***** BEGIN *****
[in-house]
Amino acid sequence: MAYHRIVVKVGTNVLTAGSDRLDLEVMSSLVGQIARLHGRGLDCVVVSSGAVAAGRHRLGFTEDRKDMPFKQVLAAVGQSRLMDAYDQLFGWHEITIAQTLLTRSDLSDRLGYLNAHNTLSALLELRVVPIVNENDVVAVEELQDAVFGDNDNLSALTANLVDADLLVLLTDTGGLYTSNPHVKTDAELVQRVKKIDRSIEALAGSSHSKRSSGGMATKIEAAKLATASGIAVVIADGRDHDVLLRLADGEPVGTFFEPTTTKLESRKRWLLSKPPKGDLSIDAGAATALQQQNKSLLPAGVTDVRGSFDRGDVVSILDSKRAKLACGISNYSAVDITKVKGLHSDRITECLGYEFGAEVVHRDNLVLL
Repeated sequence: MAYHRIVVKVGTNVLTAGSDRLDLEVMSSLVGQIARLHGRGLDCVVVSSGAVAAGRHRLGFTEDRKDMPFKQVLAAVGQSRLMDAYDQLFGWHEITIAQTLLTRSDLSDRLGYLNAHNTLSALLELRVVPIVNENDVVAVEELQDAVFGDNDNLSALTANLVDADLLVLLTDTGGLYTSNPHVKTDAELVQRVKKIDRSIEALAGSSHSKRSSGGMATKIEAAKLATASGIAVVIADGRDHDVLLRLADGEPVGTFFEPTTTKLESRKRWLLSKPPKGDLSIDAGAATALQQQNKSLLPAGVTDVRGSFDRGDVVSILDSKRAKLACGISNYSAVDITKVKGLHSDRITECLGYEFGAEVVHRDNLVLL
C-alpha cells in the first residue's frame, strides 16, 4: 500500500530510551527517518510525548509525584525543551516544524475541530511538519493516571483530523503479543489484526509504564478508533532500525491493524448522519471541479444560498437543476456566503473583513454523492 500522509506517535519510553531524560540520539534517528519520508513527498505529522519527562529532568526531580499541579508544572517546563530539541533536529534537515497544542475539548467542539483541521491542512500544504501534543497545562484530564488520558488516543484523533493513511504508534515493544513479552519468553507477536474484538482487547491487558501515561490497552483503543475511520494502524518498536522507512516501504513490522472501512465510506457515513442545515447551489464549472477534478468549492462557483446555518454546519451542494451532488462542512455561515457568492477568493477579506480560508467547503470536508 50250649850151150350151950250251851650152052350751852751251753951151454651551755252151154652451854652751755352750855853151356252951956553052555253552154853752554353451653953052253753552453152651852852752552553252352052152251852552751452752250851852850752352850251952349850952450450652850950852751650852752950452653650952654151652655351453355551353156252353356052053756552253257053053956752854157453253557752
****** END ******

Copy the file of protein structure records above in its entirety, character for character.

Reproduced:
[in-house]
Amino acid sequence: MAYHRIVVKVGTNVLTAGSDRLDLEVMSSLVGQIARLHGRGLDCVVVSSGAVAAGRHRLGFTEDRKDMPFKQVLAAVGQSRLMDAYDQLFGWHEITIAQTLLTRSDLSDRLGYLNAHNTLSALLELRVVPIVNENDVVAVEELQDAVFGDNDNLSALTANLVDADLLVLLTDTGGLYTSNPHVKTDAELVQRVKKIDRSIEALAGSSHSKRSSGGMATKIEAAKLATASGIAVVIADGRDHDVLLRLADGEPVGTFFEPTTTKLESRKRWLLSKPPKGDLSIDAGAATALQQQNKSLLPAGVTDVRGSFDRGDVVSILDSKRAKLACGISNYSAVDITKVKGLHSDRITECLGYEFGAEVVHRDNLVLL
Repeated sequence: MAYHRIVVKVGTNVLTAGSDRLDLEVMSSLVGQIARLHGRGLDCVVVSSGAVAAGRHRLGFTEDRKDMPFKQVLAAVGQSRLMDAYDQLFGWHEITIAQTLLTRSDLSDRLGYLNAHNTLSALLELRVVPIVNENDVVAVEELQDAVFGDNDNLSALTANLVDADLLVLLTDTGGLYTSNPHVKTDAELVQRVKKIDRSIEALAGSSHSKRSSGGMATKIEAAKLATASGIAVVIADGRDHDVLLRLADGEPVGTFFEPTTTKLESRKRWLLSKPPKGDLSIDAGAATALQQQNKSLLPAGVTDVRGSFDRGDVVSILDSKRAKLACGISNYSAVDITKVKGLHSDRITECLGYEFGAEVVHRDNLVLL
C-alpha cells in the first residue's frame, strides 16, 4: 500500500530510551527517518510525548509525584525543551516544524475541530511538519493516571483530523503479543489484526509504564478508533532500525491493524448522519471541479444560498437543476456566503473583513454523492 500522509506517535519510553531524560540520539534517528519520508513527498505529522519527562529532568526531580499541579508544572517546563530539541533536529534537515497544542475539548467542539483541521491542512500544504501534543497545562484530564488520558488516543484523533493513511504508534515493544513479552519468553507477536474484538482487547491487558501515561490497552483503543475511520494502524518498536522507512516501504513490522472501512465510506457515513442545515447551489464549472477534478468549492462557483446555518454546519451542494451532488462542512455561515457568492477568493477579506480560508467547503470536508 50250649850151150350151950250251851650152052350751852751251753951151454651551755252151154652451854652751755352750855853151356252951956553052555253552154853752554353451653953052253753552453152651852852752552553252352052152251852552751452752250851852850752352850251952349850952450450652850950852751650852752950452653650952654151652655351453355551353156252353356052053756552253257053053956752854157453253557752